I wonder if Jane Turner was included in that crack about the company. If so, Sam is getting a bit big-headed for a man who spent the day running about haunting a poor (even if generally willing, compulsion is compulsion) widow for sexual favors.

'Handling Mr. Pepys' must be becoming quite a joke about London by now...

JWB  •  Link

...just so you call me for supper.

"The adjective or noun Scotch is an early modern English (16th century) contraction of the English word Scottish which was later adopted into the Scots language...From the early 19th century, however, Scots or Scottish increasingly became the preferred usages among educated Scottish people, Scotch being regarded as an anglicised affectation."

Todd Bernhardt  •  Link

re: Mrs. Burroughs' mother

Ralph, I don't think he's referring to activities with her mother; rather, it's that he found Mrs. Burroughs at her mother's house.

As for "tumble," I've always understood as denoting a lower level of sexual activity (think of today's "fooling around") rather than denoting lower social order or importance of relationship...

Don McCahill  •  Link

> Does this imply cooks were usually almost always woman so to have a “man-cooke” is something rather special?

I am guessing that it is normal for an in-house cook for regular meals to be a woman, but a man-cooke is what we might call a chef, brought in as a caterer. Perhaps one of the OED people can tell us when chef began being used in England.

Bradford  •  Link

Is "tumble" a step further than "tousle," which I believe Pepys has used before?

Don O'Shea  •  Link

As Sam has been discussing canine blood transfusions, some readers may want to take a look at the Royal Society's Trailblazing page. In celebration of the RS's 350 anniversary, they have highlighted 60 special papers in their history of journal publication. The Trailblazing page is at The first two red circles in 1666 relate to the transfusion experiments.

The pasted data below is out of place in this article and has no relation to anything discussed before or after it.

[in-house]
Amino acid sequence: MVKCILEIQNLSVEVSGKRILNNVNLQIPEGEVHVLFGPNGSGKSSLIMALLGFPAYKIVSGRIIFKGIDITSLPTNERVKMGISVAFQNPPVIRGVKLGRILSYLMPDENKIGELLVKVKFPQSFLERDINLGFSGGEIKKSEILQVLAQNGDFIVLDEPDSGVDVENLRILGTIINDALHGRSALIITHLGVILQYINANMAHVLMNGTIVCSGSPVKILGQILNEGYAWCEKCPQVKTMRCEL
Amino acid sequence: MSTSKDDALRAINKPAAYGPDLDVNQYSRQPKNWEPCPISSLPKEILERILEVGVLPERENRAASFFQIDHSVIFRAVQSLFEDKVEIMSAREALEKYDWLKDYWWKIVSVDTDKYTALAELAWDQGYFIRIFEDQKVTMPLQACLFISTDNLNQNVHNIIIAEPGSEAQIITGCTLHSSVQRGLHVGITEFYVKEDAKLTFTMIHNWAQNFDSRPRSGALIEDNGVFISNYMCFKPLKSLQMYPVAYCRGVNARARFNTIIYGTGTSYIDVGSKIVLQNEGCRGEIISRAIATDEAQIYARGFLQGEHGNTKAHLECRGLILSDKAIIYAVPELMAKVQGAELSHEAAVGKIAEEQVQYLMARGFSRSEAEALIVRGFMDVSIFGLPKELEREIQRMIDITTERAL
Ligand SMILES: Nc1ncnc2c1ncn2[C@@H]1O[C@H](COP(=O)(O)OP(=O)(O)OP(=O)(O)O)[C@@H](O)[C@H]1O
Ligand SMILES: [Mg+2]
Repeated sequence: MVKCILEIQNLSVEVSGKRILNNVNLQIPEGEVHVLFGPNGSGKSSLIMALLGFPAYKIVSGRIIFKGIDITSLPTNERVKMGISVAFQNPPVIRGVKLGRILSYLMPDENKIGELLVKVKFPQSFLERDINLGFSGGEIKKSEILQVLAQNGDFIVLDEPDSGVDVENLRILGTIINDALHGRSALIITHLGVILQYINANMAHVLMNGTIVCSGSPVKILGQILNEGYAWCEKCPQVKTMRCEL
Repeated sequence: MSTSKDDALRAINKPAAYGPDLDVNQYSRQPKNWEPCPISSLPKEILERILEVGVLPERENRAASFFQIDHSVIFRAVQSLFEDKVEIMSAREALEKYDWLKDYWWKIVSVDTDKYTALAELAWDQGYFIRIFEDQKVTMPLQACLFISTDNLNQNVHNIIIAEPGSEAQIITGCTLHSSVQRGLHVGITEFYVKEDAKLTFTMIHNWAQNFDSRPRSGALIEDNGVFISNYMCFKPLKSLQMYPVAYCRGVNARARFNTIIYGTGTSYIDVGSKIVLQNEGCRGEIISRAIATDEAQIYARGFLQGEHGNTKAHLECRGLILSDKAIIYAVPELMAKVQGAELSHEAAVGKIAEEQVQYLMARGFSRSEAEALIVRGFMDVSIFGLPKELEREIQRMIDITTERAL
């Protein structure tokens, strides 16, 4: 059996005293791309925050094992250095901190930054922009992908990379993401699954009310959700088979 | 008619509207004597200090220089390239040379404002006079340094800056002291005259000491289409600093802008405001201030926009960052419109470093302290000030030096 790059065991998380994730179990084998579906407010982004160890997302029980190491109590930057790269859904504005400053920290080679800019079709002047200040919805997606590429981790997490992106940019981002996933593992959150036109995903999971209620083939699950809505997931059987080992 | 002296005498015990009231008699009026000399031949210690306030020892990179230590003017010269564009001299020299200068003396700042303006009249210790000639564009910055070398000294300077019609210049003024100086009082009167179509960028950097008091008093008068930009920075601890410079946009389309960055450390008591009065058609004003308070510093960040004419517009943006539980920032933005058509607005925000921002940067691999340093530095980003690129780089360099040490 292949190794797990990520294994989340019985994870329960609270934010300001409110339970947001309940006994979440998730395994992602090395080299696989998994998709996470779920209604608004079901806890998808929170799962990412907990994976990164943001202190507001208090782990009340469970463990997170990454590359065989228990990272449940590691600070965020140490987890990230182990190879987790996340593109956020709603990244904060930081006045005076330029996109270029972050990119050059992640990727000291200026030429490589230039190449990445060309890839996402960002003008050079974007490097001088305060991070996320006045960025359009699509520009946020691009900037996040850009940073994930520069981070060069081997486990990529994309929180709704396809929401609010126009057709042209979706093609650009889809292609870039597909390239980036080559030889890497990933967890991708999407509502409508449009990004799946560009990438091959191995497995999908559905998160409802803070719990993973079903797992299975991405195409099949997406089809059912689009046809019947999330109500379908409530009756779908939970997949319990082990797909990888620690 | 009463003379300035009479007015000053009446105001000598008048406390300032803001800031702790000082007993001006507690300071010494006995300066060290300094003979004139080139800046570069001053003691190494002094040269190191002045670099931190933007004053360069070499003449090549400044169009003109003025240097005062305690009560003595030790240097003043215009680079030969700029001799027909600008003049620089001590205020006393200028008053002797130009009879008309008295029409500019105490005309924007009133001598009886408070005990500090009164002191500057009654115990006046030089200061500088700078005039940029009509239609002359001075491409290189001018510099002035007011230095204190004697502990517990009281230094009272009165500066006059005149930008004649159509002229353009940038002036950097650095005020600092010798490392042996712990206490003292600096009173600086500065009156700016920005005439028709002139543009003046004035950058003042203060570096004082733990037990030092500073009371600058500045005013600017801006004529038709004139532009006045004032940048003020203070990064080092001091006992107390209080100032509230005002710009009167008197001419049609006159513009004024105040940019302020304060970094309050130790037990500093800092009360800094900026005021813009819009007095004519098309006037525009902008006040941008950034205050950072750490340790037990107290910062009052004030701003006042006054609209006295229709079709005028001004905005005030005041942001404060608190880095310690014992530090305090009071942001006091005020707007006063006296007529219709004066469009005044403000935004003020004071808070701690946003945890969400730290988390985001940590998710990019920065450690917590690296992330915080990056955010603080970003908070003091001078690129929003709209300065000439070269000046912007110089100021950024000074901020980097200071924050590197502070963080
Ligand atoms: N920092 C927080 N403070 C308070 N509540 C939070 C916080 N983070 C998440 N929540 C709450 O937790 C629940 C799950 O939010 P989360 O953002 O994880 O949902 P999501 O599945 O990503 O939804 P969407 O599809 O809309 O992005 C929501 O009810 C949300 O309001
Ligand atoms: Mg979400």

My all-time favorite paper is the next one, Newton's 1672 paper on the colors of light. An editorial on the paper can be found at

CGS  •  Link

> Does this imply cooks were usually almost always woman so to have a “man-cooke” is something rather special?

Samuell's words is not recorded as the first instance in the OED although his should take precedence.
man-cook n.
1734 G. BERKELEY Let. to Prior 30 Apr. in A. C. Fraser Life & Lett. G. Berkeley (1871) vi. 227 A *man-cook would be a great convenience to us. 1897 Private Life of Queen iv. 33 The army of white-capped and aproned men-cooks.

[Fr.; = ‘head, chief’; used absolutely for chef d'office or chef de cuisine.]

The man who presides over the kitchen of a large household; a head cook.
1842 BARHAM Ingol. Leg., St. Romwold, The chef's peace of mind was restored, And in due time a banquet was placed on the board.
to chef v
[< CHEF n. Compare slightly earlier CHEFFING n.]

intr. To work as a chef: to preside over a (restaurant) kitchen; to cook, esp. professionally.
1912 Wellsboro (Pa.) Gaz. (Electronic text) 8 Aug., Tiuro valeted, butled, chefed and chauffered.
chef d'ecole
The initiator or leader of a school or style of painting, music, or literature.
chef d'oeuve
A masterpiece.
1619 J. CHAMBERLAIN Let. 31 July in T. Birch Court & Times of Jas. I (1848) II. 182 To make up an election at Merton College, as his chef d'{oe}uvre, and last work.
chef d'orchestre. [Fr.]

The leader or conductor of an orchestra.
1855 Sat. Rev. 15 Dec. 113/1 An experienced chef-d'orchestre like Mr. Benedict.

arby  •  Link

Don O'Shea, your second link is busted, "File not found". The Trailblazing link looks fun, thanks. rb

arby  •  Link

Got it, thankee! And thanks for the Trailblazing link too. rb

Bryan M  •  Link

Perhaps one of the OED people can tell us when chef began being used in England.

From Online Etymology Dictionary

1826, from Fr. chef de cuisine, lit. "head of the kitchen," from O.Fr. chief "leader, ruler, head" (see chief).

Mary  •  Link


The earliest OED citation of 'chef' as a stand-alone noun is from 1842.

The etymonline date of 1826 is not supported by a specific quotation or source.

Todd Bernhardt  •  Link

For Don and others who don't know about this, the software behind this blog will include any punctuation that you put in after a link, thus "breaking" the link, so if you need to put a period, comma, etc., after a link, make sure to insert a space between it and the link, so the link "works."